In addition, over-expressed APP gene expression by high-fat diet in small intestine may contribute to the chronically increased level of plasma Aâ peptide and may increase bidirectional transfer of Aâ through the blood-brain barrier, which may exacerbate lipid metabolism and amyloidosis in the brain. The aim of this study was to investigate the influence of APP gene expression in the duodenum by aging, dietary fat and diabetes. Methods: To measure APP gene expression in the intestine,
the duodenum was obtained from C57BL/6 male mice fed on normal chow or high-fat diet. Mice were sacrificed at 16 and 26 weeks of age for ABC294640 purchase both dietary groups. In addition, about 15 mice from each group were treated with streptozotocin to induce diabetes and the duodenum was obtained at 16 and 26 weeks
of age 5 weeks after streptozotocin treatment. Total RNA was extracted using duodenum samples from 7 to 15 mice of 8 different groups on different conditions (at 16 vs. 26 weeks of age / diabetic vs. non-diabetic / on normal chow vs. LGK-974 datasheet high-fat diet). Results: Mice fed on high-fat diet (HFD) showed increased body weight compared to mice of normal chow (ND) at 6 weeks of age one week after beginning of HFD feeding (p<0.05). Streptozotocin-induced diabetic mice decreased body weight (p<0.05). While APP gene expression in the small intestine was not changed in the normal diet group mice between mice at 16 and 26 weeks of age, the APP gene expression was significantly increased by aging in HFD group (p<0.05). The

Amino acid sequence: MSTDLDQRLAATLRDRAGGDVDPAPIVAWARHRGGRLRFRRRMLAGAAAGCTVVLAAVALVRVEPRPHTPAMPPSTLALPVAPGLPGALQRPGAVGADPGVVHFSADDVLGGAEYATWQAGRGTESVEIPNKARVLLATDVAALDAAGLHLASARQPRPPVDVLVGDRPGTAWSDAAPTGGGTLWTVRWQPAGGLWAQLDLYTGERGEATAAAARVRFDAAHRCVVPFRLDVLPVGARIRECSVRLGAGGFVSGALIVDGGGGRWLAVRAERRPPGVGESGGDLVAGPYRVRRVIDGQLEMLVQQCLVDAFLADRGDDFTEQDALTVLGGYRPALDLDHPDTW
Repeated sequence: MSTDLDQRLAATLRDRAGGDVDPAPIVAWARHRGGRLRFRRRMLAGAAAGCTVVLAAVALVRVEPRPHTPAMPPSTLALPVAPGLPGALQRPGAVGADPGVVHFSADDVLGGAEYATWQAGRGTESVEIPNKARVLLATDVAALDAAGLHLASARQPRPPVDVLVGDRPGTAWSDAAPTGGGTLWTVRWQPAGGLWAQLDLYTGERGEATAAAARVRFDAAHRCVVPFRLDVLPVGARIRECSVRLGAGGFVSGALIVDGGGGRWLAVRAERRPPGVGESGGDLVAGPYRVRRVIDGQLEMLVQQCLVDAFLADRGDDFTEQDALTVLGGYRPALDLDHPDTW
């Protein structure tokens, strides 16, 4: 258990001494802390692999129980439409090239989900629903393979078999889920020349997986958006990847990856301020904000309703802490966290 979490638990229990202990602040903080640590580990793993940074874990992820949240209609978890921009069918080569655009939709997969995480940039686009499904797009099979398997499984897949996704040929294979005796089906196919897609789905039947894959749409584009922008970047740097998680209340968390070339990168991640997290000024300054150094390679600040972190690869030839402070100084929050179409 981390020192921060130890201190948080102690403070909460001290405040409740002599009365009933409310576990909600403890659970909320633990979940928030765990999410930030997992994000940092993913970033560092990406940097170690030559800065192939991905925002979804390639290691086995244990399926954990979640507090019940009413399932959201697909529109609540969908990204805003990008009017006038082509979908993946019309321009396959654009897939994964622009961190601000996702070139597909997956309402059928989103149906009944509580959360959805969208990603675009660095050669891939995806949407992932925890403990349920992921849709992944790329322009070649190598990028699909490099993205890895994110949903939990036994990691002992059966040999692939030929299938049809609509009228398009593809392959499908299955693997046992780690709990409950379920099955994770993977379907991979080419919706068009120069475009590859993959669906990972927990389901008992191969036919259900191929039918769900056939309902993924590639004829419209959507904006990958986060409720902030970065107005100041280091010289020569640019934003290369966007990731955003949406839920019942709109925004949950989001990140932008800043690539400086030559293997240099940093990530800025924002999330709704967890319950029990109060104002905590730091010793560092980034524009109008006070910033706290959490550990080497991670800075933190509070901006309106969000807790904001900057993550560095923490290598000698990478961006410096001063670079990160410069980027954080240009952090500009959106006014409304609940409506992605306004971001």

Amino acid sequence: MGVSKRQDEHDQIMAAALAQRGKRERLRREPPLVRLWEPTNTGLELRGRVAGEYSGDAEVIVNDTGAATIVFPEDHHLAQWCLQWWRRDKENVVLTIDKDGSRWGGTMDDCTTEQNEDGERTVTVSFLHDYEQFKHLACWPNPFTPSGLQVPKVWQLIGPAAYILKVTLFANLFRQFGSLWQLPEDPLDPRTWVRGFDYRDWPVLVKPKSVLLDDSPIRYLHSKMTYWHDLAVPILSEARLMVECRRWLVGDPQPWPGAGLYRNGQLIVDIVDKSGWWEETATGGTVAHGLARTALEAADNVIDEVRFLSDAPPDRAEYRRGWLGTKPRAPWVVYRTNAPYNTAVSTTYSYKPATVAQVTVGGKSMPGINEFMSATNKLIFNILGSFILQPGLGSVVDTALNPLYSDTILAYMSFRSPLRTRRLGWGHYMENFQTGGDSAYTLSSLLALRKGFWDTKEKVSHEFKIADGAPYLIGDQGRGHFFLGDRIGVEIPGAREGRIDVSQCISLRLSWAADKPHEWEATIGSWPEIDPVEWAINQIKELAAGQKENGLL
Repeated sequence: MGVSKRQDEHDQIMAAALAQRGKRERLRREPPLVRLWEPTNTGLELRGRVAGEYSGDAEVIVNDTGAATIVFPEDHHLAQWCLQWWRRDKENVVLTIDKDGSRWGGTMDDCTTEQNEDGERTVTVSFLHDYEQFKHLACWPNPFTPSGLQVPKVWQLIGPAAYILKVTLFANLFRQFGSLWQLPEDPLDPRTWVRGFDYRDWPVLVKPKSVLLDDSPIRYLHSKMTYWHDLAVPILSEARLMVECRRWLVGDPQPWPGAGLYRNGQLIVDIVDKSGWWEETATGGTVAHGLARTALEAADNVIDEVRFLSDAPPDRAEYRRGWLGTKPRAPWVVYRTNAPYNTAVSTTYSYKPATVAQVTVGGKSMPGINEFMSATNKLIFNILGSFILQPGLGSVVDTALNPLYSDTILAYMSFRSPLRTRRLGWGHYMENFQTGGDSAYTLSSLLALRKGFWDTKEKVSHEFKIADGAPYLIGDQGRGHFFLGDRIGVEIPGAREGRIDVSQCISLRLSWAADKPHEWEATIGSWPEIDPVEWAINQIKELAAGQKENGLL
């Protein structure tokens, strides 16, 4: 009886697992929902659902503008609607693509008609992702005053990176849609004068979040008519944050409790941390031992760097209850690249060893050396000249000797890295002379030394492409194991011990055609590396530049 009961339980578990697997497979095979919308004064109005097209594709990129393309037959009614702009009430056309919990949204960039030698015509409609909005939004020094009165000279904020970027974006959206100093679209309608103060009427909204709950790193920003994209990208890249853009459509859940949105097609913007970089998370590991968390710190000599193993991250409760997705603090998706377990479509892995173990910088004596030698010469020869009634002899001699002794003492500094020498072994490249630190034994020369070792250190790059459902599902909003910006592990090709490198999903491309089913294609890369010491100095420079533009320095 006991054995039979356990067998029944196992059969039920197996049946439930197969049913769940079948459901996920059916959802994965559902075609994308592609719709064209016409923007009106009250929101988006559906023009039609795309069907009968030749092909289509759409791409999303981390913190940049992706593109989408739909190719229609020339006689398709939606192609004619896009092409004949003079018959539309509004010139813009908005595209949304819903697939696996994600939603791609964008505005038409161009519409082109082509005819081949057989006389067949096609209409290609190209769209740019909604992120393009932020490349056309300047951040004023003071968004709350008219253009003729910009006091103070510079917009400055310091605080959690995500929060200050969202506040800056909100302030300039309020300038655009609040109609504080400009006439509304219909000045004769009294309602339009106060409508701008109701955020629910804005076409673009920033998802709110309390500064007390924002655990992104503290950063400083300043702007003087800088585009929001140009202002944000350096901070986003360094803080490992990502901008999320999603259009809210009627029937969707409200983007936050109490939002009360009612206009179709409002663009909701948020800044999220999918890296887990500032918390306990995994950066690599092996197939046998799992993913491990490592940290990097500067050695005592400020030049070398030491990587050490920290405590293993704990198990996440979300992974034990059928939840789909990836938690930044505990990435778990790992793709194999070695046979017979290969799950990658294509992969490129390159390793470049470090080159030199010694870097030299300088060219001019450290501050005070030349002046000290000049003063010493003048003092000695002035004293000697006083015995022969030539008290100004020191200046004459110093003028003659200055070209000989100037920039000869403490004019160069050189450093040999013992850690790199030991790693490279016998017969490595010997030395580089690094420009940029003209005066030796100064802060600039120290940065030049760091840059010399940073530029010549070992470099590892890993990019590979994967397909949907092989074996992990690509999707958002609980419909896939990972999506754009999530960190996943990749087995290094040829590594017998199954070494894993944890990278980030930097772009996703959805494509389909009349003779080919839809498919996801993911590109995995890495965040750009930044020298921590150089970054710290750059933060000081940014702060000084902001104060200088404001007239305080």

effect of HFD on APP expression was not observed in bothage groups, 16 weeks and 26 weeks of age (p=0.2). APP was significantly down-regulated in streptozotocin-induecd diabetic mice (hypoinsulinemia and hyperglycemia) fed on normal chow at 16 weeks of age (p<0.05). APP gene expression, ADP ribosylation factor however, was not significantly changed by streptozotocin treatment in mice fed on HFD at 16 weeks of age and fed on ND at both 16 and 26 weeks of age. Conclusion: APP gene expression in the small intestine was observed to be increased in the aged, high fat diet induced obese mice. The effects on systemic Aâ levels and lipid metabolism and/or amyloidosis needs to be further investigated. Results of this study provide important information to the research of Aâ/amyloidosis pathology Key Word(s): 1. high-fat diet ; 2. APP; 3. duodenum ; Presenting Author: YAO JIAYIN Additional Authors: ZHI MIN, GAO XIANG, HU PINJIN, LI CHUJUN, YANG XIAOBO Corresponding Author: YAO JIAYIN Affiliations: The Sixth Affiliated Hospital of Sun Yat-Sen University Objective: Our previous study has shown that reduced insulin resistance (IR) was one of the possible mechanisms for the therapeutic effect of silibinin on non-alcoholic fatty liver disease (NAFLD) in rats. In the present study, we investigated the pathways of silibinin in regulating hepatic glucose production and IR amelioration.